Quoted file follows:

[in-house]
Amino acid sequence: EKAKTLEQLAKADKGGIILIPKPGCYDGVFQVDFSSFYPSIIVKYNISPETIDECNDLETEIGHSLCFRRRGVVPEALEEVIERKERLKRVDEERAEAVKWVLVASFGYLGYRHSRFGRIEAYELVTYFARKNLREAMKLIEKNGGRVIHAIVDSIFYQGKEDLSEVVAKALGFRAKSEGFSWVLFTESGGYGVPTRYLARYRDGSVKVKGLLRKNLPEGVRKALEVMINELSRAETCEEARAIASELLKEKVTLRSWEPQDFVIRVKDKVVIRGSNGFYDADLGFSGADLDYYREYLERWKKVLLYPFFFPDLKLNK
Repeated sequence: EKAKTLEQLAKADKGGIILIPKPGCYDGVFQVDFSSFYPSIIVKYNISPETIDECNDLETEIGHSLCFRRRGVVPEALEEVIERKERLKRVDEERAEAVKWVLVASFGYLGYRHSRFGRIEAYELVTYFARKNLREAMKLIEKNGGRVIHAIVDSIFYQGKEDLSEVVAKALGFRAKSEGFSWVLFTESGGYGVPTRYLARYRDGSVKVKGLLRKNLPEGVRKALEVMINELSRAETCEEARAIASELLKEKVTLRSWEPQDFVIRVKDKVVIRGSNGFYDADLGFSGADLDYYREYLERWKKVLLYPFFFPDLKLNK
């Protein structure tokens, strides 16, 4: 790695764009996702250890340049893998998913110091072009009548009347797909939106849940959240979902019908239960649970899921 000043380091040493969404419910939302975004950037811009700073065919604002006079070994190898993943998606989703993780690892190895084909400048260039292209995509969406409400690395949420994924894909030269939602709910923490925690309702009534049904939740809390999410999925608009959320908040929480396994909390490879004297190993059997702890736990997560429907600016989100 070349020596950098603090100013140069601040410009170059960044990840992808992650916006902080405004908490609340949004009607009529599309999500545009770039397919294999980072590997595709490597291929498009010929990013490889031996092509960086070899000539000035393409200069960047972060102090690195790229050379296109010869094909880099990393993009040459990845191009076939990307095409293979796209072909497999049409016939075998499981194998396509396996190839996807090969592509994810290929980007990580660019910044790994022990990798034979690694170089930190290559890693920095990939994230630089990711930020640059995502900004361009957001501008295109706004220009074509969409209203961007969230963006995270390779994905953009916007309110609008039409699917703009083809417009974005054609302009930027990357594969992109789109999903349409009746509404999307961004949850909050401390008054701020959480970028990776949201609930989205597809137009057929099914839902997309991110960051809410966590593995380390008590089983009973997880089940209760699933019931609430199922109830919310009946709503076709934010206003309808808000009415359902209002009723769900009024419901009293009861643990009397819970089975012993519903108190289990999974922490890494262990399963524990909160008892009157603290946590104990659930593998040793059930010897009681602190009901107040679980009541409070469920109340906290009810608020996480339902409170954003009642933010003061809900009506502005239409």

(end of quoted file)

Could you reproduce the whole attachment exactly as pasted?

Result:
[in-house]
Amino acid sequence: EKAKTLEQLAKADKGGIILIPKPGCYDGVFQVDFSSFYPSIIVKYNISPETIDECNDLETEIGHSLCFRRRGVVPEALEEVIERKERLKRVDEERAEAVKWVLVASFGYLGYRHSRFGRIEAYELVTYFARKNLREAMKLIEKNGGRVIHAIVDSIFYQGKEDLSEVVAKALGFRAKSEGFSWVLFTESGGYGVPTRYLARYRDGSVKVKGLLRKNLPEGVRKALEVMINELSRAETCEEARAIASELLKEKVTLRSWEPQDFVIRVKDKVVIRGSNGFYDADLGFSGADLDYYREYLERWKKVLLYPFFFPDLKLNK
Repeated sequence: EKAKTLEQLAKADKGGIILIPKPGCYDGVFQVDFSSFYPSIIVKYNISPETIDECNDLETEIGHSLCFRRRGVVPEALEEVIERKERLKRVDEERAEAVKWVLVASFGYLGYRHSRFGRIEAYELVTYFARKNLREAMKLIEKNGGRVIHAIVDSIFYQGKEDLSEVVAKALGFRAKSEGFSWVLFTESGGYGVPTRYLARYRDGSVKVKGLLRKNLPEGVRKALEVMINELSRAETCEEARAIASELLKEKVTLRSWEPQDFVIRVKDKVVIRGSNGFYDADLGFSGADLDYYREYLERWKKVLLYPFFFPDLKLNK
């Protein structure tokens, strides 16, 4: 790695764009996702250890340049893998998913110091072009009548009347797909939106849940959240979902019908239960649970899921 000043380091040493969404419910939302975004950037811009700073065919604002006079070994190898993943998606989703993780690892190895084909400048260039292209995509969406409400690395949420994924894909030269939602709910923490925690309702009534049904939740809390999410999925608009959320908040929480396994909390490879004297190993059997702890736990997560429907600016989100 070349020596950098603090100013140069601040410009170059960044990840992808992650916006902080405004908490609340949004009607009529599309999500545009770039397919294999980072590997595709490597291929498009010929990013490889031996092509960086070899000539000035393409200069960047972060102090690195790229050379296109010869094909880099990393993009040459990845191009076939990307095409293979796209072909497999049409016939075998499981194998396509396996190839996807090969592509994810290929980007990580660019910044790994022990990798034979690694170089930190290559890693920095990939994230630089990711930020640059995502900004361009957001501008295109706004220009074509969409209203961007969230963006995270390779994905953009916007309110609008039409699917703009083809417009974005054609302009930027990357594969992109789109999903349409009746509404999307961004949850909050401390008054701020959480970028990776949201609930989205597809137009057929099914839902997309991110960051809410966590593995380390008590089983009973997880089940209760699933019931609430199922109830919310009946709503076709934010206003309808808000009415359902209002009723769900009024419901009293009861643990009397819970089975012993519903108190289990999974922490890494262990399963524990909160008892009157603290946590104990659930593998040793059930010897009681602190009901107040679980009541409070469920109340906290009810608020996480339902409170954003009642933010003061809900009506502005239409």